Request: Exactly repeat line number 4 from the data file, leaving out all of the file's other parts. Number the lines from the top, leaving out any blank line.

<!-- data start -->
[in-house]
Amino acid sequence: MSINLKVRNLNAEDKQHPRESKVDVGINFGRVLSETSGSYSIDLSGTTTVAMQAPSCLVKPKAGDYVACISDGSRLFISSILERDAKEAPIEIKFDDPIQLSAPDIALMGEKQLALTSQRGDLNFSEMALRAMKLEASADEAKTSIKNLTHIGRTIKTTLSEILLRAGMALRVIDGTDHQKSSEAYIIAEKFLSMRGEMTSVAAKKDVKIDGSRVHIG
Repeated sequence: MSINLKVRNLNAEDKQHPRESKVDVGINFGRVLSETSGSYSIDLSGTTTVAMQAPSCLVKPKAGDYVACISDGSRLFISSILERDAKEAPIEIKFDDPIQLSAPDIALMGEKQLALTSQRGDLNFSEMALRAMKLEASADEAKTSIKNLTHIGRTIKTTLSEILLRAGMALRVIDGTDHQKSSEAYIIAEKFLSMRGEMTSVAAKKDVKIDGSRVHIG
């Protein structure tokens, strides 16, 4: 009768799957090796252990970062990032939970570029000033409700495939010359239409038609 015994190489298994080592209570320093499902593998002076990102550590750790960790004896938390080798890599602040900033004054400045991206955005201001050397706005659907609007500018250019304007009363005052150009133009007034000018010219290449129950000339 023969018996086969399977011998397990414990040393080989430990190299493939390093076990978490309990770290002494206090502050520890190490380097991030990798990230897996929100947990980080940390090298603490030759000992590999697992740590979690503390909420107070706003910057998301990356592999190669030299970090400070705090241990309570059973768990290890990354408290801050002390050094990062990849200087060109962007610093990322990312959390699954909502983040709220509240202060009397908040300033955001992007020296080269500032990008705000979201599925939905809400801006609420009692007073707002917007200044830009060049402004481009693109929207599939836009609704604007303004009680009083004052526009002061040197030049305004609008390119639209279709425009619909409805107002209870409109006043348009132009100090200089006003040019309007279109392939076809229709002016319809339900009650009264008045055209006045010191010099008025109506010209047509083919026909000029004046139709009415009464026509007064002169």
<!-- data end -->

């Protein structure tokens, strides 16, 4: 009768799957090796252990970062990032939970570029000033409700495939010359239409038609 015994190489298994080592209570320093499902593998002076990102550590750790960790004896938390080798890599602040900033004054400045991206955005201001050397706005659907609007500018250019304007009363005052150009133009007034000018010219290449129950000339 023969018996086969399977011998397990414990040393080989430990190299493939390093076990978490309990770290002494206090502050520890190490380097991030990798990230897996929100947990980080940390090298603490030759000992590999697992740590979690503390909420107070706003910057998301990356592999190669030299970090400070705090241990309570059973768990290890990354408290801050002390050094990062990849200087060109962007610093990322990312959390699954909502983040709220509240202060009397908040300033955001992007020296080269500032990008705000979201599925939905809400801006609420009692007073707002917007200044830009060049402004481009693109929207599939836009609704604007303004009680009083004052526009002061040197030049305004609008390119639209279709425009619909409805107002209870409109006043348009132009100090200089006003040019309007279109392939076809229709002016319809339900009650009264008045055209006045010191010099008025109506010209047509083919026909000029004046139709009415009464026509007064002169």